Ranking the Medal Contenders for the IIHF World Junior Championships

Chris BlanchardContributor IIIDecember 24, 2012

Ranking the Medal Contenders for the IIHF World Junior Championships

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    The world's best U-20 hockey players have arrived in Ufa, Russia for the IIHF World Junior Championships. With the games set to begin on December 26, it's time to pick the medal favorites for this winter's competition. 

    The tournament will open with a two-group round-robin phase that will give way to a single-elimination medal round featuring three teams from each group.

    The groups are as follows:

    Group A Group B
    Sweden Russia 
    Finland Canada
    Czech Republic Slovakia
    Switzerland USA
    Latvia Germany

    Sweden, Russia and Canada claimed the medals in Calgary and Edmonton last winter and will face a stiff challenge from this year's field. 

    Here is a look at the medal contenders.

6. Czech Republic

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    Last Year's Result: Fifth Place

    The Czech team faces an uphill battle as it attempts to medal for the first time since 2005. Despite being in the easier of the two groups, the Czech Republic will be hard-pressed to finish higher than third in Group A behind Finland and Sweden.

    However, if they do reach the medal stage, they have enough talent to pull off an upset, with first-round picks Tomas Hertl and Radek Faksa leading a solid set of forwards. 

    They will face group favorites Sweden and Finland in their first two games and could quite easily find themselves 0-2 before very winnable games against Latvia and Switzerland. 

    If the Czech's can beat either the Swedes or the Finns early on, they'll be nearly certain to reach the knockout phase. 

5. Sweden

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    Last Year's Result: Gold 

    The defending gold medalists enter this year's tournament with a depleted squad. Top defensemen Jonas Brodin and Oscar Klefbom will miss the tournament due to injury. Meanwhile, star forward Mika Zibanejad, who scored the overtime winner against Russia in the 2012 gold-medal game, has been withheld from the tournament by the Ottawa Senators, who have opted to keep him in the AHL.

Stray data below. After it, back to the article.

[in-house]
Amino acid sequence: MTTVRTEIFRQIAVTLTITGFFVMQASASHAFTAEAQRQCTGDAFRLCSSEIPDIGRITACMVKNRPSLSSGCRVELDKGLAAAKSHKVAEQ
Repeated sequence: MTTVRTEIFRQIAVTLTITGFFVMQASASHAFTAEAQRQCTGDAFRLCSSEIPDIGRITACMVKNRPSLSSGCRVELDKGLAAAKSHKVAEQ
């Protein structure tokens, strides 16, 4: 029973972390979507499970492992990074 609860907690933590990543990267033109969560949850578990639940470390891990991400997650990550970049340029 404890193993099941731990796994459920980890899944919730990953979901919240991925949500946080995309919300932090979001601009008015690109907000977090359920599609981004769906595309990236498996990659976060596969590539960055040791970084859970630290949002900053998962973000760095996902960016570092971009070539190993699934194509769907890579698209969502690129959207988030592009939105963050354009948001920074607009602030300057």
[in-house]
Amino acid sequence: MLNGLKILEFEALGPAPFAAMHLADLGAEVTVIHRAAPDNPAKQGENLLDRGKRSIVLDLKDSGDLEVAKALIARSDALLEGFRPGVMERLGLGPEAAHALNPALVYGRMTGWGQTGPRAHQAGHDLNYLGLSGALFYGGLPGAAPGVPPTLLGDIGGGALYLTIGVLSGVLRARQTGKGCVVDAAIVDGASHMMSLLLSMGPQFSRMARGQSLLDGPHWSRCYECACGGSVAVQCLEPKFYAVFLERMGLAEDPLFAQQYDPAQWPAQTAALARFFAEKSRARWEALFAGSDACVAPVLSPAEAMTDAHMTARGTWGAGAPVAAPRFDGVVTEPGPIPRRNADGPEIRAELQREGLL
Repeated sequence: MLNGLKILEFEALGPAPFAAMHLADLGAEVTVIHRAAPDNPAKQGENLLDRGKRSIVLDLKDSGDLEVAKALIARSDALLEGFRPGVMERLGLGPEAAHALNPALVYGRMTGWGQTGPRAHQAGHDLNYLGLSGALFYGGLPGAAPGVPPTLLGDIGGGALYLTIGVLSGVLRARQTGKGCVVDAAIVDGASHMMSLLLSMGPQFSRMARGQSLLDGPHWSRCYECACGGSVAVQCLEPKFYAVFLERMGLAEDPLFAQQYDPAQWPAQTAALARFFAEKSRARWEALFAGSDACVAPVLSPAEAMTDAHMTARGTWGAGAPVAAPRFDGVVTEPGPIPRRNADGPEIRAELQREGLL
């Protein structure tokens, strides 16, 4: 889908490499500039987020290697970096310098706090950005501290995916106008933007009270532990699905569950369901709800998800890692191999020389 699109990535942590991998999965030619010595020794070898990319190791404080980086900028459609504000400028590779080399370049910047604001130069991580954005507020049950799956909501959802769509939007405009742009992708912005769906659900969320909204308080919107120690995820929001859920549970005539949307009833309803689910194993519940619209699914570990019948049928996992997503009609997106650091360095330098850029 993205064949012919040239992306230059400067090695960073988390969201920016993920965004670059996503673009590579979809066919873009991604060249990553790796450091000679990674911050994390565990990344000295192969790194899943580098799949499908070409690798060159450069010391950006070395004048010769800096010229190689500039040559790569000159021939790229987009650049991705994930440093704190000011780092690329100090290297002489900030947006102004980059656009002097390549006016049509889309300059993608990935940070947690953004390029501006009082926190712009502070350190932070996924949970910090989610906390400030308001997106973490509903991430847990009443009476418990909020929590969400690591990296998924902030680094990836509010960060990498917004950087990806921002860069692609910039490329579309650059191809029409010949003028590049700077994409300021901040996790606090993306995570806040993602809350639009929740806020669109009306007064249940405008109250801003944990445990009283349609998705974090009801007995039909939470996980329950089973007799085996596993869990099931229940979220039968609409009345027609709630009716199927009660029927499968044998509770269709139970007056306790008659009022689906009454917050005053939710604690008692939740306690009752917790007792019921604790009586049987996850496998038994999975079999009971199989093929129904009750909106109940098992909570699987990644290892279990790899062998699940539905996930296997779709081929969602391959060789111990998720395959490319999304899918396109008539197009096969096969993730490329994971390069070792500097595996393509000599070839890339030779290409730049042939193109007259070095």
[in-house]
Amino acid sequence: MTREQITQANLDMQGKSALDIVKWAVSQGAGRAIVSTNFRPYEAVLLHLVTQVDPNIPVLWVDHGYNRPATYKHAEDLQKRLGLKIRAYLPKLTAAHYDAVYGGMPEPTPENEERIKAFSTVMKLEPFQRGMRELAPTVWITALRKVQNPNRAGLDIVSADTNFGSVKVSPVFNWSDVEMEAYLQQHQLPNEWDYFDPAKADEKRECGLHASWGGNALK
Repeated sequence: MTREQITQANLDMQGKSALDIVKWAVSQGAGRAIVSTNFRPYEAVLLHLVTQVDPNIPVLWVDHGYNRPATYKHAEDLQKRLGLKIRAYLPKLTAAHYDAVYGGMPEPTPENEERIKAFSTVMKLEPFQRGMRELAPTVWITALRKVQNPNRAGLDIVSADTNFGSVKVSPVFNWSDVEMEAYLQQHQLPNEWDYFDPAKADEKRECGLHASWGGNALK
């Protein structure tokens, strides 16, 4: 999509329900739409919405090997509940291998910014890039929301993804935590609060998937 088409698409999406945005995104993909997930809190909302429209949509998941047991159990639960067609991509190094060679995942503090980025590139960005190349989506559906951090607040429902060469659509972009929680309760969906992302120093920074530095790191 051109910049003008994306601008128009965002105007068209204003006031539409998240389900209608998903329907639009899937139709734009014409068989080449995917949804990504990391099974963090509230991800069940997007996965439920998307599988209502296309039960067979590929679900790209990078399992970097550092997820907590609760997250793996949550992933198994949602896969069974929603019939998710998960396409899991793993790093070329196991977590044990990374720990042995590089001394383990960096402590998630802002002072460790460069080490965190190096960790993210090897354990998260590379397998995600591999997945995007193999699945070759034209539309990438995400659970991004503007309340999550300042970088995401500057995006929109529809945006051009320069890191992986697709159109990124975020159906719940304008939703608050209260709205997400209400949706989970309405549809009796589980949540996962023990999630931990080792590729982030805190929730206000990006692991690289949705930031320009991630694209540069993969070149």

Despite the losses, Sweden has no shortage of talent. Captain Filip Forsberg, the Washington Capitals 2012 first-round pick, could be among the tournament's best forwards. Meanwhile, top 2013 prospect Elias Lindholm has been compared to Swedish great Peter Forsberg and could be this year's breakout player. 

    The Swedes took both Team USA and Team Canada to overtime in pre-tournament warm-up games, and they have all the necessary ingredients to challenge for a medal. They should have little trouble surviving Group A and could win it, if they can beat rival Finland. 

    Without Zibanejad, Klefbom and Brodin, a gold-medal repeat may be too much to ask, but bronze would hardly be a shock. 

4. Finland

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    Last Year's Result: Fourth Place

    Finland is well equipped to improve upon their fourth-place finish from a year ago. The well-balanced squad will battle with neighboring Sweden for Group A supremacy. 

    Though they are short on star power, the Finns may be the most cohesive unit in the competition. 

    Chris Peters of The United States of Hockey Blog tweeted the following about the Finns after their 5-1 pre-tournament win over Team USA on December 22: 

    A note on Finland: There isn't a team in the tournament that plays as well collectively. Commitment to team defense is unrivaled. #2013WJC

    — Chris Peters (@chrismpeters) December 22, 2012

    They do have a few elite threats, including Aleksander Barkov, who is currently ranked as the No. 1 European prospect eligible for the 2013 draft, according to Ryan Kennedy of The Hockey News. 

    First rounders Teuvo Teravainen, Joel Armia and Olli Maatta provide plenty of top-notch talent to power the Finns. 

    A lock to reach the medal round, the sky is the limit for Finland, with a bronze medal looking like a good fit. 

3. USA